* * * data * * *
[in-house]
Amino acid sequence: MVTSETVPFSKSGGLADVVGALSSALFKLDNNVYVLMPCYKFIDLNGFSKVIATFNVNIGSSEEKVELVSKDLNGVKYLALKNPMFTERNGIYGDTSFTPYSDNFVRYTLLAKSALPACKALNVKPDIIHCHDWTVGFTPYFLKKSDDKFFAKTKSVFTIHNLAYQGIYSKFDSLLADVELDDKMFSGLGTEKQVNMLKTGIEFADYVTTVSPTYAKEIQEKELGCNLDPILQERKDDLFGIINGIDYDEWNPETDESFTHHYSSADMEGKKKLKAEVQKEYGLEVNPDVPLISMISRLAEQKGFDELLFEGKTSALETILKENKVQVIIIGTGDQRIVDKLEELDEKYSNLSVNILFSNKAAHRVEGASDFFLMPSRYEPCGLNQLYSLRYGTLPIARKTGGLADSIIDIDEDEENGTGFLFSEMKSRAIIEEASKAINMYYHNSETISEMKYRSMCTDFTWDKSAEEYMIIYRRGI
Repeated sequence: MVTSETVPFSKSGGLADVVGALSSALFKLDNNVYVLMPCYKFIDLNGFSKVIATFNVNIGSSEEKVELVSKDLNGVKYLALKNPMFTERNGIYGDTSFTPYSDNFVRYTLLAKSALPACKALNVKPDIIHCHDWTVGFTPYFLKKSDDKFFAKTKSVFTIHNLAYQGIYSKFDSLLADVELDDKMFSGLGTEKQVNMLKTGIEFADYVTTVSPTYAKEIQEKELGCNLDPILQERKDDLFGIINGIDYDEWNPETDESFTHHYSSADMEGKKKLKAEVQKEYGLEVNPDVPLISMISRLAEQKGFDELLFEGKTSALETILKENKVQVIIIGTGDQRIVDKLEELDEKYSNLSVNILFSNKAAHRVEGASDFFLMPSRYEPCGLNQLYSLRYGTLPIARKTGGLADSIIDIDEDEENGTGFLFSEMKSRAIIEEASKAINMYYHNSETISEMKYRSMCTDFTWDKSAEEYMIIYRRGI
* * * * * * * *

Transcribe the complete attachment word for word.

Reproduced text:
[in-house]
Amino acid sequence: MVTSETVPFSKSGGLADVVGALSSALFKLDNNVYVLMPCYKFIDLNGFSKVIATFNVNIGSSEEKVELVSKDLNGVKYLALKNPMFTERNGIYGDTSFTPYSDNFVRYTLLAKSALPACKALNVKPDIIHCHDWTVGFTPYFLKKSDDKFFAKTKSVFTIHNLAYQGIYSKFDSLLADVELDDKMFSGLGTEKQVNMLKTGIEFADYVTTVSPTYAKEIQEKELGCNLDPILQERKDDLFGIINGIDYDEWNPETDESFTHHYSSADMEGKKKLKAEVQKEYGLEVNPDVPLISMISRLAEQKGFDELLFEGKTSALETILKENKVQVIIIGTGDQRIVDKLEELDEKYSNLSVNILFSNKAAHRVEGASDFFLMPSRYEPCGLNQLYSLRYGTLPIARKTGGLADSIIDIDEDEENGTGFLFSEMKSRAIIEEASKAINMYYHNSETISEMKYRSMCTDFTWDKSAEEYMIIYRRGI
Repeated sequence: MVTSETVPFSKSGGLADVVGALSSALFKLDNNVYVLMPCYKFIDLNGFSKVIATFNVNIGSSEEKVELVSKDLNGVKYLALKNPMFTERNGIYGDTSFTPYSDNFVRYTLLAKSALPACKALNVKPDIIHCHDWTVGFTPYFLKKSDDKFFAKTKSVFTIHNLAYQGIYSKFDSLLADVELDDKMFSGLGTEKQVNMLKTGIEFADYVTTVSPTYAKEIQEKELGCNLDPILQERKDDLFGIINGIDYDEWNPETDESFTHHYSSADMEGKKKLKAEVQKEYGLEVNPDVPLISMISRLAEQKGFDELLFEGKTSALETILKENKVQVIIIGTGDQRIVDKLEELDEKYSNLSVNILFSNKAAHRVEGASDFFLMPSRYEPCGLNQLYSLRYGTLPIARKTGGLADSIIDIDEDEENGTGFLFSEMKSRAIIEEASKAINMYYHNSETISEMKYRSMCTDFTWDKSAEEYMIIYRRGI